I fancied this pattern when I saw it in the Burda magazine, August 2021. It’s pretty straightforward except for the neckline. And was what I liked – and was wary of at the same time! I had a feeling that this would be one of those patterns that made a cool looking garment, until the first time it was washed. Then it would be a royal pain in the butt to iron and get to sit properly again. I figured fabric choice was going to be key here.
So I left it for a while until I found some organic cotton jersey at Croft Mill which was nice and sturdy when it came, has stretch but not masses of drape, had body but wasn’t thick. I thought this is it, I’ll make that top with this stuff. I thought about doing a FBA for about 5 minutes after tracing the 44, looked at all the odd shaped pieces and then decided not to bother… Lazy. So there are no alterations on this.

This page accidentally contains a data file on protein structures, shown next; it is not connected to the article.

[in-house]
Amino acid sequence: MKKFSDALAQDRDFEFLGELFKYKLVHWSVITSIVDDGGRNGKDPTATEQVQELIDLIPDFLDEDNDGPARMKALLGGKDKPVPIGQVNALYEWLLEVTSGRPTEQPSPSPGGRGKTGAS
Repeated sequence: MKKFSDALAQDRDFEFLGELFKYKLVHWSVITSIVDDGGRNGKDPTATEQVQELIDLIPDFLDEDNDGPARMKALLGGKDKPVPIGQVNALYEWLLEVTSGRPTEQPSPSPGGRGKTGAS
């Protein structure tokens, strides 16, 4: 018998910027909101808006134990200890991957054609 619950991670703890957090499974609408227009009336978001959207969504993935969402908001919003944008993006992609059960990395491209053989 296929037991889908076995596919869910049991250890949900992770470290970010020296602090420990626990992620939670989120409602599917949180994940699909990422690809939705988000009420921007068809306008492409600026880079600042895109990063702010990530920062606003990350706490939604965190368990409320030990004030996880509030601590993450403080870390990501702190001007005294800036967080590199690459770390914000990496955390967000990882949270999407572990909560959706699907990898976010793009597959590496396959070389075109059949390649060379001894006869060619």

It wasn’t overly complicated to put together, but the fabric wanted to roll to the right side all the time, which was annoying, and irritating when I needed it to sit still and stay put! The instructions have you insert the sleeve after the s ides are sewn up, but with jersey tops you usually put the sleeve in on the flat. The head on this pattern is very high which has lead to some makers getting a nasty poof s tthe top. I took one look at it and lowered the head height a bit – completely by eye. It’s better than some look, but really – it’s unneccessary to have a sleeve head like that on a jersey top!
The asymmetry of the neckline is cool, worked ok when flat. But my prediction was right – it is a pain in the butt to iron after washing!! But I love it so much that as soon as it’s back in the wardrobe, it’s out again. I’ve worn this top so many times since making it back in December!! I hadn’t realised it was that long ago – apologies for the extremely late blog post! I will make this again, and in this sort of weight fabric. A jersey with more drape than this would go straight into the bit at the first attempt at ironing the neckline and a stiffer jersey would be too thick. Perhaps a thin viscose ponte would be nice.